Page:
In-Mast furling vs. Classic up and down main sail - 2001 C36

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Joined: 10/22/18
Posts: 198
In-Mast furling vs. Classic up and down main sail - 2001 C36

Hello, I am in the search for a C36 here in the northeast.  I have found one that I have walked through and it seems to have everything I want (or thought I wanted).  I have never had a sailboat this large before and have never sailed a boat with in-mast furling.  I am wondering how folks like the in-mast furling, specifically on the 2001 Catalina 36.  In theory is seems to be a great idea, providing the convenience of east up, easy stowing.  Just want to make sure its not more of a pain in the rear than I am bargaining for.  Is it something to look for or something to avoid?  The boat I'm looking at also has a wing keel, so I realize there is already one strike in the performance department.  I sail primarily in buzzards bay, cape and islands, so wing keel will allow me to get in and out of some skinny spots.  

Also, please feel free to let me know if there is anything specifically to watch for as I look at these used boats!  Thanks!  

Please let me know your opinions!

McFly (soon-to-be C36 owner)

Jackfish Girl, 1999, C36 MKII, Tall Rig, Wing Keel, In-mast furling, Monument Beach, Bourne, MA

pkeyser's picture
Joined: 5/18/13
Posts: 498

Have it on our 2005. Love it. Much safer to work the furling and sail stowing from the cockpit vs. traditional set up of running up on the deck. I'm sure there is some performance sacrifice with sail shape, but I don't race so it doesn't matter to me. There is some minor technique  regarding main halyard tension- too tight and the sail can have some diffuculty to deploy. Topping lift can also affect ease of operation- if the boom is out of perpendicular to the mast. (I have a rigid, non adjustable vang, so don't have that issue) Also, when furling, keep tension on the outhaul to insure a tight wrap. A loose wrap can lead to sail creasing and binding in the mast cavity.

Bottom line- to me it's the same as a non furling vs. roller furling jib. Once you had it, you never want to own a boat without.

Paul & Wendy Keyser
"First Light"
Newburyport MA/Rye NH
2005 C36 MKII #2257
Wing, M35B

Joined: 7/27/12
Posts: 253

There's a very good reason you are seeing roller furling mains across all the new boats for all builders, they are ridiculously convenient.

On a run to the Tortugas and it got up to well over 30+ knots.  Never had to leave the cockpit, just kept winching in sail to reef.  That's when you really appreciate your roller furling mainsail as it was nasty out.

I had slab reefing and all the folks I race with have slab reefing - no problem when you have a crew that knows what they are doing.  But it's still more work.  When the come out on my boat, I think it's the Mai Tai's, they can't believe how easy it is to setup, sail and put away my boat.  So, sou can have my furling main sail when you pry it from my dead, cold fingers!  :)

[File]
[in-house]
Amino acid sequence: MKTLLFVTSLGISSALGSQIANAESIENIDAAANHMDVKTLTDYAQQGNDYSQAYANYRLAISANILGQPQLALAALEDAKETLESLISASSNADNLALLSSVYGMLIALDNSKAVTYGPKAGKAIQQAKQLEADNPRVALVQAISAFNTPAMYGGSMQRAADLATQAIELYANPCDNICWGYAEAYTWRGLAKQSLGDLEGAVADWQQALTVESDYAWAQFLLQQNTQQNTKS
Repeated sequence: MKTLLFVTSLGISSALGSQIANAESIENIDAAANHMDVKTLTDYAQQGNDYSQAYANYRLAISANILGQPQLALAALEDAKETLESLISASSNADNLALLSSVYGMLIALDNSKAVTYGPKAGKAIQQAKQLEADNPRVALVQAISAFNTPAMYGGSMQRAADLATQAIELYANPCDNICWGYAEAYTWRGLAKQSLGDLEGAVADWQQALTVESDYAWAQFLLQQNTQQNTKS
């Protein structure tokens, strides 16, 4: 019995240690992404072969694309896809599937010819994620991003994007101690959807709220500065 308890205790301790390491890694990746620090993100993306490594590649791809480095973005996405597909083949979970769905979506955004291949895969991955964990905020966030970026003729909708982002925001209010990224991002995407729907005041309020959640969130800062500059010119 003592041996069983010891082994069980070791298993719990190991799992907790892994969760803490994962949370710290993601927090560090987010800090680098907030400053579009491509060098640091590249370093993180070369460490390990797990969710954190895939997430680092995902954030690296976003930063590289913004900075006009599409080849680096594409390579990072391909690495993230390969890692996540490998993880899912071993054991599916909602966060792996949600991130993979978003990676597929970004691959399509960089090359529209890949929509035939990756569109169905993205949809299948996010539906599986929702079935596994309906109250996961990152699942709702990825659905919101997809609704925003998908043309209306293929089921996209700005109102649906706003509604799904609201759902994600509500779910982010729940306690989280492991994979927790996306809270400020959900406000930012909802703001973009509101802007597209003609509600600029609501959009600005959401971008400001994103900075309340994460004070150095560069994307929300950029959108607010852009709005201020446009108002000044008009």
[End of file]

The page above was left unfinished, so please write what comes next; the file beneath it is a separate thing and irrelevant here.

Also have the wing keel, my friends with 5' keels run aground, I do not.  It's perfect for the West Coast of Florida and Keys where the water is skinny.

2000 C36 MKII 1825

Chachere's picture
Joined: 10/27/10
Posts: 770

McFly -
     Having never used an in-mast furler, I'm not in a position to give you comparisons.  
     Only from what I've read,FWIW --- and again, with the caveat that I have no experience with it -- my only concerns would be 1) whether one gets as good a sail shape, given the batten issue, and 2) what happens if things go wrong and the sail gets jammed partway (I have no idea if this EVER happens -- but I definitely know what its like when a jib furler gets stuck due to a halyard wrap, having had to climb the mast once at sea to untangle.  Not fun!).   But the other owners here with in-mast furlers and real-life experience may rightly disabuse you of these concerns, and I'd accord their viewpoints far more weight than mine, if I were you. 
      By the way, on our conventional main, we overcame the concern about the need to go forward to reef by setting up all the reefing lines to go to the cockpit, as have some other owners. See . It works out pretty well (although it does mean one ends up with a lot of ropes in the cockpit at times, so I can see the attraction of in-mast furling to avoid the mess!) 
     As to the need for a wing keel in your sailing area: We often sail in the same areas as you list (see image of our tracks in the area this season), and we've never found having a fin keel to be a limitation in terms of thin water (the only possibly tricky place we haven't tried is the entrance toLake Tashoo on the Vinyard, which we're told we should only attempt on a rising tide).  

Matthew Chachère
s/v ¡Que Chévere! #466
1985 C36 MKI tall rig fin keel M25
Homeported in eastern Long Island, NY

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